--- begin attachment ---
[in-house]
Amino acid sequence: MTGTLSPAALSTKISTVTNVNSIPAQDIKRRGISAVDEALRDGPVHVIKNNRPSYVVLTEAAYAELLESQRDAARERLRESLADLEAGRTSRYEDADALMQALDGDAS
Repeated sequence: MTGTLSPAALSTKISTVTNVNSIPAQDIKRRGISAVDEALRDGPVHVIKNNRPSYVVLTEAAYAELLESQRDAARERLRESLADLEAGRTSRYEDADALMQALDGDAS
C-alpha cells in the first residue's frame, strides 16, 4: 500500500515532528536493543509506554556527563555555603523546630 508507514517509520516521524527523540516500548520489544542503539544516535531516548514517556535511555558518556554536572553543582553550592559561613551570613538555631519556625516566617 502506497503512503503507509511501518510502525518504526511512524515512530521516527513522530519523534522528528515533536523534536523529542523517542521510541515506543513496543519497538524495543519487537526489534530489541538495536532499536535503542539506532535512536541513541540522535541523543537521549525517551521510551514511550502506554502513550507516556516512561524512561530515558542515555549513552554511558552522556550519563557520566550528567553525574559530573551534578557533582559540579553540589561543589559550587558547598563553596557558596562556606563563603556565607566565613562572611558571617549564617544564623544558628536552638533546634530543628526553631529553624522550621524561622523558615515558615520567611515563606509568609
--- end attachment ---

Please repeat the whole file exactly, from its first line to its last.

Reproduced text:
[in-house]
Amino acid sequence: MTGTLSPAALSTKISTVTNVNSIPAQDIKRRGISAVDEALRDGPVHVIKNNRPSYVVLTEAAYAELLESQRDAARERLRESLADLEAGRTSRYEDADALMQALDGDAS
Repeated sequence: MTGTLSPAALSTKISTVTNVNSIPAQDIKRRGISAVDEALRDGPVHVIKNNRPSYVVLTEAAYAELLESQRDAARERLRESLADLEAGRTSRYEDADALMQALDGDAS
C-alpha cells in the first residue's frame, strides 16, 4: 500500500515532528536493543509506554556527563555555603523546630 508507514517509520516521524527523540516500548520489544542503539544516535531516548514517556535511555558518556554536572553543582553550592559561613551570613538555631519556625516566617 502506497503512503503507509511501518510502525518504526511512524515512530521516527513522530519523534522528528515533536523534536523529542523517542521510541515506543513496543519497538524495543519487537526489534530489541538495536532499536535503542539506532535512536541513541540522535541523543537521549525517551521510551514511550502506554502513550507516556516512561524512561530515558542515555549513552554511558552522556550519563557520566550528567553525574559530573551534578557533582559540579553540589561543589559550587558547598563553596557558596562556606563563603556565607566565613562572611558571617549564617544564623544558628536552638533546634530543628526553631529553624522550621524561622523558615515558615520567611515563606509568609